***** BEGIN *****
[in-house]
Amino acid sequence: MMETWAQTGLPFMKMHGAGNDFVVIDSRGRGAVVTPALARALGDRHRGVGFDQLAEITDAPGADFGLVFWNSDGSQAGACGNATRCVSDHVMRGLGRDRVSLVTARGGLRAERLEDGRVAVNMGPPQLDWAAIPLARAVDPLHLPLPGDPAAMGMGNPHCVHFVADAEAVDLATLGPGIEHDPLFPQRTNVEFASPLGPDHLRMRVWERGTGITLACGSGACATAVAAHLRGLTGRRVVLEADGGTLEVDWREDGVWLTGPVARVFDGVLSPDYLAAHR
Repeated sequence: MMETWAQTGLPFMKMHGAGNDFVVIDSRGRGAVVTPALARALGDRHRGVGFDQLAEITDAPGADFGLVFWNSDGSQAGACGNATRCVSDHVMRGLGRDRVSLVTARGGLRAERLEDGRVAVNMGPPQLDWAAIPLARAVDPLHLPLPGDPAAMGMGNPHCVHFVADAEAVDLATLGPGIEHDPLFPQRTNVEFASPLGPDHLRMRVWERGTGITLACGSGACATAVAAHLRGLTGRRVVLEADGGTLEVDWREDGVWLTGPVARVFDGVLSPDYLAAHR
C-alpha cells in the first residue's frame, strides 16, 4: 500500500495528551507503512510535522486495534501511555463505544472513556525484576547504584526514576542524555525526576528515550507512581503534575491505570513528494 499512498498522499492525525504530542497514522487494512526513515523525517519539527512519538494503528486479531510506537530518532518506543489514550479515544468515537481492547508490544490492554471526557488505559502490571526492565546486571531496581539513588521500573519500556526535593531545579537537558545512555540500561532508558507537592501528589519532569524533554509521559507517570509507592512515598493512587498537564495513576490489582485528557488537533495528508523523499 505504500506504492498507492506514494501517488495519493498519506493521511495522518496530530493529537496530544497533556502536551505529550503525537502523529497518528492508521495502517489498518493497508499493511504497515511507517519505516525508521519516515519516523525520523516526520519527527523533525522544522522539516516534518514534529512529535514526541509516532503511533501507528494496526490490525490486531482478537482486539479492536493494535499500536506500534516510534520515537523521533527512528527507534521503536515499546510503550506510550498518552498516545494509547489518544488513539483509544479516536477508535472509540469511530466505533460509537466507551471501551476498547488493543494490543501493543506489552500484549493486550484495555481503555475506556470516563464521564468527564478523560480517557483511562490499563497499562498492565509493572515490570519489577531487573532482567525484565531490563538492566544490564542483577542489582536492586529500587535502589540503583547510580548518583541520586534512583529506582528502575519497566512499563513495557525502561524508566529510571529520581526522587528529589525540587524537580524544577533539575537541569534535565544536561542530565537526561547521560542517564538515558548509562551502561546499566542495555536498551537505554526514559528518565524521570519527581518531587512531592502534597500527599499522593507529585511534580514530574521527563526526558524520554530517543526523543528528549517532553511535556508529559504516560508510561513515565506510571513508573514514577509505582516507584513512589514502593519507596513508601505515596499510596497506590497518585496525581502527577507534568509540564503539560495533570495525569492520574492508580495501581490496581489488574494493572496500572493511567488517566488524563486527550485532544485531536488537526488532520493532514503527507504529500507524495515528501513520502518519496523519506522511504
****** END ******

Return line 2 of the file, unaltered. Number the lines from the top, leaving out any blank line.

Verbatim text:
Amino acid sequence: MMETWAQTGLPFMKMHGAGNDFVVIDSRGRGAVVTPALARALGDRHRGVGFDQLAEITDAPGADFGLVFWNSDGSQAGACGNATRCVSDHVMRGLGRDRVSLVTARGGLRAERLEDGRVAVNMGPPQLDWAAIPLARAVDPLHLPLPGDPAAMGMGNPHCVHFVADAEAVDLATLGPGIEHDPLFPQRTNVEFASPLGPDHLRMRVWERGTGITLACGSGACATAVAAHLRGLTGRRVVLEADGGTLEVDWREDGVWLTGPVARVFDGVLSPDYLAAHR